Robert’s review of As a Man Grows Older > Likes and Comments

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message 1: by Stefanie (new)

Stefanie I am currently reading this novel as well. I will be very interested to read your thoughts. You have such insightful reviews. You are my favorite connection on this site.


message 2: by Robert (new)

Robert Wechsler Stefanie wrote: "I am currently reading this novel as well. I will be very interested to read your thoughts. You have such insightful reviews. You are my favorite connection on this site."

Thanks for the compliment! I did pick this book off my shelves because you were reading it, and I thought it would be fun reading a book with a Goodreads friend. I took it on a long weekend to Boston and, unfortunately the narrator annoyed me so much, I put it down after 30 pages and picked up a book I found remaindered at the Harvard Bookstore, Leeches by David Alabahri, a Serbian writer.

I loved Svevo's Confessions of Zeno, which I read many years ago. But it appears that this early novel of Svevo's is not of the same quality. Or it just isn't for me. There just doesn't seem to be any point to it, which would be okay, if the novel offered something else that was interesting, special, or aesthetically pleasing. But it didn't, at least to me, at least in the first 30 pages.

What do you think?


message 3: by Stefanie (last edited Jun 02, 2013 06:23PM) (new)

Stefanie Like you, I loved the Zeno book, probably because of the neurotic narrator. I am struggling through this book, trying to stay engaged. I have just reached 100 pages. What is holding my interest right now is how much the narrator can delude himself about Angiolina and their relationship. It seems that the best friend, Balli, may end up playing a diabolical role. I plan to continue on because the premise intrigues me. I also recently read that there is an Italian film of this book, Senilita, starring Claudia Cardinale, and directed by Mauro Bolognini (sp); I am now envisioning it in cinematic terms (I am a huge fan of Italian cinema from neo-realism forward).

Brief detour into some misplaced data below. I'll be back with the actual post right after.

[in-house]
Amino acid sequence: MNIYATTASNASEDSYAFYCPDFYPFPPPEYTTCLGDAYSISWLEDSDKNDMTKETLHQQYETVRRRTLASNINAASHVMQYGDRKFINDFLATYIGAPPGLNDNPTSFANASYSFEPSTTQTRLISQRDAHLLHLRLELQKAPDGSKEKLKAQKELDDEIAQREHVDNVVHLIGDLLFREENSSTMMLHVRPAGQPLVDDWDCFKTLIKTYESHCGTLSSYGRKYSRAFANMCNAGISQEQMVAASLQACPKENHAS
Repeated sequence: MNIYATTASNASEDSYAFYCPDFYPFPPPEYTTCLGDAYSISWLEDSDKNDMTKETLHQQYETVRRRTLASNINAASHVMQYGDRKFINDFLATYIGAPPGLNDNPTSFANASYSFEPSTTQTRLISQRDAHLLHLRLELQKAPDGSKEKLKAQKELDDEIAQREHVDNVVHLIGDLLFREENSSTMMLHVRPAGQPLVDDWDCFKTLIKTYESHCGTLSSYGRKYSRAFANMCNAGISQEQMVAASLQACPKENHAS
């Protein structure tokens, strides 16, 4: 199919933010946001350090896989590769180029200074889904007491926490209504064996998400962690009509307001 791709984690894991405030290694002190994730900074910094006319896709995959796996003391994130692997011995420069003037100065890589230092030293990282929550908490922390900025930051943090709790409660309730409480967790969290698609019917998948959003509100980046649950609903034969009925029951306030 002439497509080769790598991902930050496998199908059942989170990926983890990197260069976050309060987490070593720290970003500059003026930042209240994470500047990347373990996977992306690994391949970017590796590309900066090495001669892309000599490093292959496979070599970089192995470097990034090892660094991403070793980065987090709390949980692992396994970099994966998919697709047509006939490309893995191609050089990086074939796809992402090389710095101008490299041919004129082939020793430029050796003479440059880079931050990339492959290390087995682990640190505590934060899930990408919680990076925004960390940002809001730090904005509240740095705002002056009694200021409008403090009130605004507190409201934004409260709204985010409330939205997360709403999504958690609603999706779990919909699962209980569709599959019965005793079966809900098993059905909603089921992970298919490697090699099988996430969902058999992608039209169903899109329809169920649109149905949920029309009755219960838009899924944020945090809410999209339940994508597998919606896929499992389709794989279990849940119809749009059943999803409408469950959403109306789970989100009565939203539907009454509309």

Funny you should mention that your selection was from my shelf AND that you tabled it for a Serbian writer. I am awaiting Capel's three novels based on what you had written in one of your reviews. I could easily drop this current read if Amazon delivers before I finish!

I will let you know my further thoughts when I finish reading the book, completely or not.

Thanks for sharing and the response. I am sure we will find some books that we both enjoy and can share our perspectives.


message 4: by Robert (new)

Robert Wechsler Stefanie wrote: "Like you, I loved the Zeno book, probably because of the neurotic narrator. I am struggling through this book, trying to stay engaged. I have just reached 100 pages. What is holding my interest rig..."

I hope you enjoy Three Novels. The second of the novels, Meteor is the weakest, and has not held up as well, either. One of the curious things about it, from a contemporary perspective, is that The English Patient starts out very much like Meteor (I don't know if the similarity is accidental or not (there is only one reference to the similarity online).


message 5: by Robert (new)

Robert Wechsler Stefanie wrote: "Like you, I loved the Zeno book, probably because of the neurotic narrator. I am struggling through this book, trying to stay engaged. I have just reached 100 pages. What is holding my interest rig..."

P.S. Three Novels is a reprint of a British translation from the 30s. It is full of typos, and not up to my standards, but the cost of retypesetting such a long novel wasn't worth it back in 1990, that is, pre-scanner and -digital typesetting.


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